4

How do you transmit and read a uint16_t over I2C?

I'm trying to read two uint16_t values from a slave device, and I'm seeing nonsensical readings.

This is the code on my slave Arduino Uno:

#include <Wire.h>

void send_wire_int(uint16_t num){

    // Send low byte
    Wire.write((uint8_t)num);

    // Send high byte
    num >>= 8;
    Wire.write((uint8_t)num);
}

// This is called from the I2C host.
void I2C_Send()
{

    //  send_wire_int(acount_abs);// Send encoder A count.
    //  send_wire_int(bcount_abs);// Send encoder B count.

    send_wire_int(0);
    send_wire_int(0);

}

void setup(){

    Wire.begin(30);                                                        // initialize I²C library and set slave address
    Wire.onRequest(I2C_Send);                                                   // define I²C slave transmit ISR

    Wire.flush();
    Wire.setTimeout(1000L);

}

void loop(){
    //stuff
}

All it does is wait for the master to request data. Originally, it was sending the values of two registers back, but these values were also garbled or non-changing, so I changed it to just send back 0s but I still get the identical garbled values.

This is the code on my master Arduino Uno:

#include <Wire.h>

uint16_t receive_wire_int(){

    while(Wire.available() < 1){}

    // Read low byte into rxnum
    uint16_t rxnum = Wire.read();

    while(Wire.available() < 1){}

    // Read high byte into rxnum
    rxnum += Wire.read() << 8;

    return rxnum;
}

void setup() {
    Wire.begin();        // join i2c bus (address optional for master)
    Wire.setTimeout(1000L);
    Serial.begin(9600);  // start serial for output
}

void loop() {
    Serial.println("Requesting data..."); Serial.flush();

    Wire.requestFrom(30, 4);

    uint16_t acount = receive_wire_int();
    uint16_t bcount = receive_wire_int();

    Serial.println(String("acount:")+String(acount)+String(" bcount:")+String(bcount));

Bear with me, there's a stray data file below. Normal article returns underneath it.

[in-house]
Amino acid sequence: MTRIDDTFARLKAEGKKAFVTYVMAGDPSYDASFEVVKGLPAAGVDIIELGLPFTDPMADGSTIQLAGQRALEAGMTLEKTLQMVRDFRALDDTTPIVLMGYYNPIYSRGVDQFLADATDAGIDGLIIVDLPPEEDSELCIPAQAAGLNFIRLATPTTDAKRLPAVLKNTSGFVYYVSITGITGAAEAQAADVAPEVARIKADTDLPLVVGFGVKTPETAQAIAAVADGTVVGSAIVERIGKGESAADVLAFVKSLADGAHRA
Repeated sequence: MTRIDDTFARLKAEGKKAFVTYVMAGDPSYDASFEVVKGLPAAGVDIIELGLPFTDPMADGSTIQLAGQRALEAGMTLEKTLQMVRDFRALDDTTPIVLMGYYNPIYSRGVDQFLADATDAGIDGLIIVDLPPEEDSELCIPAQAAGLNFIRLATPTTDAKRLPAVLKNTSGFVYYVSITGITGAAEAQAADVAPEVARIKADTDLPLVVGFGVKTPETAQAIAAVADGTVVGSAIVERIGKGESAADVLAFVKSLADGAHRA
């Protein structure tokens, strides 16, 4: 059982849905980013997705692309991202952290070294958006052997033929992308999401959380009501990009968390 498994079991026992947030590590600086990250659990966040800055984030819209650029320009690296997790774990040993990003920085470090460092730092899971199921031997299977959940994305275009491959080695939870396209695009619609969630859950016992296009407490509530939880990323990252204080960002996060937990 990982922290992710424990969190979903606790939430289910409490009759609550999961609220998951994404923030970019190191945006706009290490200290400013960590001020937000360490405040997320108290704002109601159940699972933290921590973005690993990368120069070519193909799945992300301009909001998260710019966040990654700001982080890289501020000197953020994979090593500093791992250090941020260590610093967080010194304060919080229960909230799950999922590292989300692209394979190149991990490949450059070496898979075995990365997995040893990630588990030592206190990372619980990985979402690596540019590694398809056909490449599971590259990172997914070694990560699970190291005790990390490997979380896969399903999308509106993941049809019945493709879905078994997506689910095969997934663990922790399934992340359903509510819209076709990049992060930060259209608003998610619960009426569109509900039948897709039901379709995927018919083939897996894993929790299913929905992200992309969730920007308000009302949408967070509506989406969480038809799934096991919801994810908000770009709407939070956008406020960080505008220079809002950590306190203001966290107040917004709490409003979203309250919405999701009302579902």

delay(500);
}

As you can see, it simply requests the two uint16_t values in 4 bytes, and then prints them to the Serial (my laptop's terminal).

The output I'm seeing is:

acount:65280 bcount:65535

when I would expect:

acount:0 bcount:0

What I am I doing wrong?

  • What is the I2C clock rate on the master? You set it on the slave but not the master device. – Andrew Sep 20 '16 at 8:10
  • Seems like all the calls to Wire.read(), save for the first, return -1, which becomes 0xffff when cast to uint16_t. Could you check for this condition? – Edgar Bonet Sep 20 '16 at 8:17
  • Do the two Arduinos share a common ground? – Code Gorilla Sep 20 '16 at 9:09
  • @Andrew, The clock speeds are both the default/standard 100k. – Cerin Sep 20 '16 at 14:26
  • @EdgarBonet, You're correct that read() returns -1 if nothing is received, but why would that only be happening for 2 of the 4 bytes? – Cerin Sep 20 '16 at 14:30
2

So I've just tested your code and apparently you have to send all data at once. After some research: it sends characters into the function twi_transmit and this function just fills the buffer and actual data are sent asynchronously. So, if you are fast enough, you will overwrite the buffer with another bytes and it's still like you have only 1 character to send.

For example this works (AVRs are little endian):

#include <Wire.h>

// This is called from the I2C host.
void I2C_Send()
{
    uint16_t   uints[2] = {0xDEAD,0xBEEF};

    Wire.write((uint8_t*) uints, 4);
}

void setup(){
    Wire.begin(30);  // initialize I²C library and set slave address
    Wire.onRequest(I2C_Send); // define I²C slave transmit ISR

    Wire.flush();
    Wire.setTimeout(1000L);
}

void loop(){
    //stuff
}

And receiver with HEX prints:

#include <Wire.h>

uint16_t receive_wire_int(){

    while(Wire.available() < 1){}

    // Read low byte into rxnum
    uint16_t rxnum = Wire.read();

    while(Wire.available() < 1){}

    // Read high byte into rxnum
    rxnum += Wire.read() << 8;

    return rxnum;
}

void setup() {
    Wire.begin();        // join i2c bus (address optional for master)
    Wire.setTimeout(1000L);
    Serial.begin(9600);  // start serial for output
}

void loop() {
    Serial.println("Requesting data..."); Serial.flush();

    Wire.requestFrom(30, 4);

    uint16_t acount = receive_wire_int();
    uint16_t bcount = receive_wire_int();

    Serial.print("acount: 0x");
    Serial.print(acount,HEX);
    Serial.print("  bcount: 0x");
    Serial.println(bcount,HEX);

    delay(500);
}
1

The problem is that I'm using the wrong type of write() in my slave. As this blog explains, there are two overloaded write() methods in the Wire library. One that accepts a single byte, and another that accepts a byte array. I was sending each byte separately, which doesn't guarantee they'll be received together.

It works if I rewrite my slave's to:

void I2C_Send()
{
  byte myArray[4];

  myArray[0] = 0;
  myArray[1] = 0;
  myArray[2] = 0;
  myArray[3] = 0;

  Wire.write(myArray, 4);

}

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